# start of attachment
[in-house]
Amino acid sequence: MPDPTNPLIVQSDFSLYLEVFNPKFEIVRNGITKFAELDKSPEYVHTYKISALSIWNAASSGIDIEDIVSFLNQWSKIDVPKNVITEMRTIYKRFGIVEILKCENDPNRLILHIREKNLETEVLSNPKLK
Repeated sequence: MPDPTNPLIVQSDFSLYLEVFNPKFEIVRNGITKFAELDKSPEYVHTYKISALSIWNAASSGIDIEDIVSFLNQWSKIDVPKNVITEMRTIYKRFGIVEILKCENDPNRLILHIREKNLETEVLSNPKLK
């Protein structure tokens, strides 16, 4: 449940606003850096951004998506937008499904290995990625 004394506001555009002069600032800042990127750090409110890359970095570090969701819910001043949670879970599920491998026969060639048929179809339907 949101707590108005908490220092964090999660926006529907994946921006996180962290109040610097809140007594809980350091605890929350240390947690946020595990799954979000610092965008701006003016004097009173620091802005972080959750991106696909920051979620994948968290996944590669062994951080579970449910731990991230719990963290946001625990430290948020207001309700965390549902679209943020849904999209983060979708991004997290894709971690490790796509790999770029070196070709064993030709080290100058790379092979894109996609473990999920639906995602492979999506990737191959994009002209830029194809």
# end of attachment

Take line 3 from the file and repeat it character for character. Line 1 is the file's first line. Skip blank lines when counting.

Repeated sequence: MPDPTNPLIVQSDFSLYLEVFNPKFEIVRNGITKFAELDKSPEYVHTYKISALSIWNAASSGIDIEDIVSFLNQWSKIDVPKNVITEMRTIYKRFGIVEILKCENDPNRLILHIREKNLETEVLSNPKLK